The party will now be looking towards a coalition – similar to Edinburgh City Council’s previous SNP/Labour administration which formed in 2017.
The SNP won 19 seats in Edinburgh – the same result achieved in 2017.
This is a fantastic result for the SNP
Adam McVey, SNP party leader in Edinburgh, was re-elected in the Leith ward.
He said: “This is a fantastic result for the SNP. I’m obviously really delighted and grateful to every single person who has put trust in me.”
He added: “We’re seeing the SNP emerge as very clearly the largest party (in Edinburgh) in a very pluralistic council chamber and we’re going to have to work together just as we have in the last five years with other parties to make sure we can deliver on that positive progressive vision we have for Edinburgh and our communities.”
Marco Biagi, a former Scottish Government minister, was elected as an SNP councillor in the Colinton/Fairmilehead ward.
Miles Briggs, a Lothian Conservative MSP, attended the count to support local Tory candidates.
He said the results were “hugely disappointing” and said protest votes and tactical voting had ultimately hurt the local Tories.
It is a vision reflected across Scotland as the Tories witness significant losses.
He said: “The positive campaign we’ve tried to run has been eclipsed, sadly, by the partygate situation.”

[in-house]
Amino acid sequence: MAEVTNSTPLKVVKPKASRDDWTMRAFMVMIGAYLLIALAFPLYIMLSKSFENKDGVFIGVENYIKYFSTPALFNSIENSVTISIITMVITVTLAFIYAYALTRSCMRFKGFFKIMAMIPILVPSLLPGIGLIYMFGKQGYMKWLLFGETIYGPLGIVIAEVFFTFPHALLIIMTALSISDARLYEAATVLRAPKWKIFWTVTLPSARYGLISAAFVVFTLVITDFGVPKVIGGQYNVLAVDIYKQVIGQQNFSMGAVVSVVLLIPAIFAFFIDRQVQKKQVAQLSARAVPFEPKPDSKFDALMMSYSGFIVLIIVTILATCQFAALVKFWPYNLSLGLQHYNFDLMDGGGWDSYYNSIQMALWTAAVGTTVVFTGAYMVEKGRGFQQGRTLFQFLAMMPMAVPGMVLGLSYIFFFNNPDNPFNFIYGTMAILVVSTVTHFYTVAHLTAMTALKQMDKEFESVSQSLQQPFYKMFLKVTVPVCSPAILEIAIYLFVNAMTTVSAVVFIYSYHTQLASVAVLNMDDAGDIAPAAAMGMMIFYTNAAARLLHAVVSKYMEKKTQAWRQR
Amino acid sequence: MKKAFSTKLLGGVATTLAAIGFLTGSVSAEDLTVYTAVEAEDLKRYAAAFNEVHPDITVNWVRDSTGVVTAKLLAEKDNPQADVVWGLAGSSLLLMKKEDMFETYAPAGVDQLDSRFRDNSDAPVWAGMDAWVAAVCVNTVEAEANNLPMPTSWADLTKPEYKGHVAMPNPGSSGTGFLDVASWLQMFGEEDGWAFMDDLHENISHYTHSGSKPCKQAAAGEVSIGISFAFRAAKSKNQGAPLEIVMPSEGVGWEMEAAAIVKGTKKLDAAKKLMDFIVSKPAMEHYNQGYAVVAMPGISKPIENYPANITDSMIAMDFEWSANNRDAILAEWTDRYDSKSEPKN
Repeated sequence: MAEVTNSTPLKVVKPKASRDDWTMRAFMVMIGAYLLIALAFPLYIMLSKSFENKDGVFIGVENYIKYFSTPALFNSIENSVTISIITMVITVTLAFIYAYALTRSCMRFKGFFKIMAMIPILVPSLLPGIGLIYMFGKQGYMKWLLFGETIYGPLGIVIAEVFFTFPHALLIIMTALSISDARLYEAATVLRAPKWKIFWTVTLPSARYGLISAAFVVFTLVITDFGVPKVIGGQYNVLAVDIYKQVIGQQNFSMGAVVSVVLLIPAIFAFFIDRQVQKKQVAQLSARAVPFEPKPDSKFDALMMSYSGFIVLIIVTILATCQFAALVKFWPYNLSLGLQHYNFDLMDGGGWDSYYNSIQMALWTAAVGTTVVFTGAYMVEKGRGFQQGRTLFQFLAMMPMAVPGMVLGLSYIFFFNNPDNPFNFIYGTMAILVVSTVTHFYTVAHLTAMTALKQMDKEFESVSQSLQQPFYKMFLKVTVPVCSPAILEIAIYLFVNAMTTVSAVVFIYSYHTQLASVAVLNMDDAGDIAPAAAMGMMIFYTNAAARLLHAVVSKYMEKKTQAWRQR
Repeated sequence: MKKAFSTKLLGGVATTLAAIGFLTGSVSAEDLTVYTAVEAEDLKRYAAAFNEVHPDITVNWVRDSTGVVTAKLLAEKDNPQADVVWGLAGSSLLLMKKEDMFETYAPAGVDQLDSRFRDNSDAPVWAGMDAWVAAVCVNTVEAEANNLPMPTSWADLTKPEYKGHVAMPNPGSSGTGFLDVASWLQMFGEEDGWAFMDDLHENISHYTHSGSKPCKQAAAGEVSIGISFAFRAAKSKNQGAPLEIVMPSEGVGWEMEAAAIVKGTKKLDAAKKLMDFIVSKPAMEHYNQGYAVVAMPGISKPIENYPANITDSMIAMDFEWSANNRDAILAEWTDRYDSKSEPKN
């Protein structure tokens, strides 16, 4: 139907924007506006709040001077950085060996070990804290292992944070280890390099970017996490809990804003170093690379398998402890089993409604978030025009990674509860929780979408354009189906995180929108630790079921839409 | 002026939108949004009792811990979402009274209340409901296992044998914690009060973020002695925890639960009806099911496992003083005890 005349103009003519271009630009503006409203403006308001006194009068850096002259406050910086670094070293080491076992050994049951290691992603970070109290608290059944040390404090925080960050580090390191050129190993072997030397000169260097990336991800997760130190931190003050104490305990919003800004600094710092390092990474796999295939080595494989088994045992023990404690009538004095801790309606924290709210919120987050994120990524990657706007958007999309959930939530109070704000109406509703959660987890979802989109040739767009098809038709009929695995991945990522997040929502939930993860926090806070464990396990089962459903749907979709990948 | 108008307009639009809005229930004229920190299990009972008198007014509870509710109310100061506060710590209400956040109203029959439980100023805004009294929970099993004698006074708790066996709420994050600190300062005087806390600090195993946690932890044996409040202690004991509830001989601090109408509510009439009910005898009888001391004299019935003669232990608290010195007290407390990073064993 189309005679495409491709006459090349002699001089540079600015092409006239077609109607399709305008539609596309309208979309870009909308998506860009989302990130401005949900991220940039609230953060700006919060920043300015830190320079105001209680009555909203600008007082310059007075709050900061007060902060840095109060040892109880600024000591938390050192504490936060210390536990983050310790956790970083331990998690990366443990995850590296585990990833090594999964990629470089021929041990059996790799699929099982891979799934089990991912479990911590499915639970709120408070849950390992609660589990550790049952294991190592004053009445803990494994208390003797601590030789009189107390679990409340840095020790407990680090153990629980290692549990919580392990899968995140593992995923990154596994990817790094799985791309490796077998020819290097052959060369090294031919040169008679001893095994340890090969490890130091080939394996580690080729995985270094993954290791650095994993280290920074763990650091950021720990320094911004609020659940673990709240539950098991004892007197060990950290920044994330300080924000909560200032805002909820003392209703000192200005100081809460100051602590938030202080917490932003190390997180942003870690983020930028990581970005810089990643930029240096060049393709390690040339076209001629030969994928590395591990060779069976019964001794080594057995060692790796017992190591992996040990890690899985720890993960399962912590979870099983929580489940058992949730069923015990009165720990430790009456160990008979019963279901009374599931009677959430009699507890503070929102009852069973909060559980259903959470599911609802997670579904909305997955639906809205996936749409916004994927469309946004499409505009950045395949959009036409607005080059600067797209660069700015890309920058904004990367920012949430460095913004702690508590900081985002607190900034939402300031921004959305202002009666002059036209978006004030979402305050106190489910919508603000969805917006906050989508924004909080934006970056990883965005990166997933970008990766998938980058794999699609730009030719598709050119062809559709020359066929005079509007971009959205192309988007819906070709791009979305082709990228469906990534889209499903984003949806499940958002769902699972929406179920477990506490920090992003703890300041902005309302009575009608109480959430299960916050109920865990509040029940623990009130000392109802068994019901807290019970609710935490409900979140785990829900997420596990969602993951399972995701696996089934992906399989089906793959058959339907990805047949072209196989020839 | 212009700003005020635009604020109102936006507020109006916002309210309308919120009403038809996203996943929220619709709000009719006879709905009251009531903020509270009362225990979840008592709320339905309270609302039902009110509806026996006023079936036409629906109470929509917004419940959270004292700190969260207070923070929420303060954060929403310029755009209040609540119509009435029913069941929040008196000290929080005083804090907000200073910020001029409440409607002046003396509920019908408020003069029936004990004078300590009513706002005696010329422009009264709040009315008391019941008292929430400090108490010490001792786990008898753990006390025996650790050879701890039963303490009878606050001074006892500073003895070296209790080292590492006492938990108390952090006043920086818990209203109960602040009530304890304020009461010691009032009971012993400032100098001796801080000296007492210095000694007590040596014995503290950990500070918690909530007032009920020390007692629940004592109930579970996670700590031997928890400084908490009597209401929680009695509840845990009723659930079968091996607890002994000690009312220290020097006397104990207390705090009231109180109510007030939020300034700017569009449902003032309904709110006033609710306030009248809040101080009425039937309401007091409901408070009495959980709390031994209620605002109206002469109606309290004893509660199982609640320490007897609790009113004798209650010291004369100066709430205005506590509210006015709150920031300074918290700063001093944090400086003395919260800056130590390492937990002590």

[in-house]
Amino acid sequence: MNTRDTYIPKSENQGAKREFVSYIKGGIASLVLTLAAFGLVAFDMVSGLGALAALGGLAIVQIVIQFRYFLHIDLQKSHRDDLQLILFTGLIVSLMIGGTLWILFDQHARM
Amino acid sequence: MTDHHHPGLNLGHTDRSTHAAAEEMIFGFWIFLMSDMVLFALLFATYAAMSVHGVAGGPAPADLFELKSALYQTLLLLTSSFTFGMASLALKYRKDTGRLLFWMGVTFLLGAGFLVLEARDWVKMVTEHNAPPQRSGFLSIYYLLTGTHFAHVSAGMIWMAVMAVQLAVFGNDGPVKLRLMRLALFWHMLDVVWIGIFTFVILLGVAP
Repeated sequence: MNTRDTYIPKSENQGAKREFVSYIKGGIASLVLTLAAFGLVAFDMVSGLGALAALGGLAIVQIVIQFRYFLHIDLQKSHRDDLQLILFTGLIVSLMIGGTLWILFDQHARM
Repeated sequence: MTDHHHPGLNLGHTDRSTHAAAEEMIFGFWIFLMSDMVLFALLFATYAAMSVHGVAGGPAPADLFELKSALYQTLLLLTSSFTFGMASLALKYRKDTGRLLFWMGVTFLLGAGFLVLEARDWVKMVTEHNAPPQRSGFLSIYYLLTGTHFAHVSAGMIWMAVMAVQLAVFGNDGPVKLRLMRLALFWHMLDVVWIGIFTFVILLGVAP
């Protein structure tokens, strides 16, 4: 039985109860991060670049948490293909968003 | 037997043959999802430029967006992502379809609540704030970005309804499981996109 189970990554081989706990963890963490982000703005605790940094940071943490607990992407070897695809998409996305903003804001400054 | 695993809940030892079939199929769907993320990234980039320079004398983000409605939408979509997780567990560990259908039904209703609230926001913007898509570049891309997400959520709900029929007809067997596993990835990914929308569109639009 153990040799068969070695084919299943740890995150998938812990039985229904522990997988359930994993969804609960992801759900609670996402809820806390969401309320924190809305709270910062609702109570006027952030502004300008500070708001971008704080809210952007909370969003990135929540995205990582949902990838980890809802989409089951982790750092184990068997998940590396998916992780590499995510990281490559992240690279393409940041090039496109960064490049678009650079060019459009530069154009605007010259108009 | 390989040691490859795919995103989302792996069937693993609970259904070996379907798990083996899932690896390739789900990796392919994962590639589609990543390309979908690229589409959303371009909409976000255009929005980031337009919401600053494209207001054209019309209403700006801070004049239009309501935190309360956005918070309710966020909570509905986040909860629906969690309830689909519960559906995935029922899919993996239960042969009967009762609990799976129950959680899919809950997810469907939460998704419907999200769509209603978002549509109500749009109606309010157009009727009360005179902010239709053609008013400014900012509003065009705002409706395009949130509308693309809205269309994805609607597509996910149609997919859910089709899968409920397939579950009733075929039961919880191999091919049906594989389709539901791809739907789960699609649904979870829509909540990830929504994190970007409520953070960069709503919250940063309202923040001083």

However, while voters were punishing local Tory candidates for Downing Street parties, he said it does not reflect badly on Scottish leader Douglas Ross.
He said: “This election isn’t about Douglas Ross. People have used this election to bring out their anger against the Prime Minister and partygate.”
And there was cause for celebration for the Liberal Democrats and the Scottish Greens as both parties made significant gains in the city.
Alex Cole-Hamilton, Lib Dem leader, said his party was on the way to its “revival” across Scotland.
The party has doubled its seats in this election, winning 12 compared with just six in 2017.
And he is hopeful the Liberal Democrats can enter into coalition administrations with parties across Scotland.
Meanwhile, Lorna Slater, Scottish Greens co-leader, told the PA News agency: “This is an absolute record result for the Greens and it really shows that people care about the climate, they care about their communities.
She added: “We focused on local issues and I think that is paying of.”
The party won 10 seats – an increase from seven in 2017. Labour won 13 seats – a gain of two from the previous election in 2017.
Cammy Day, Labour’s Edinburgh leader, also said he was pleased with the results as the party increased its seats tally.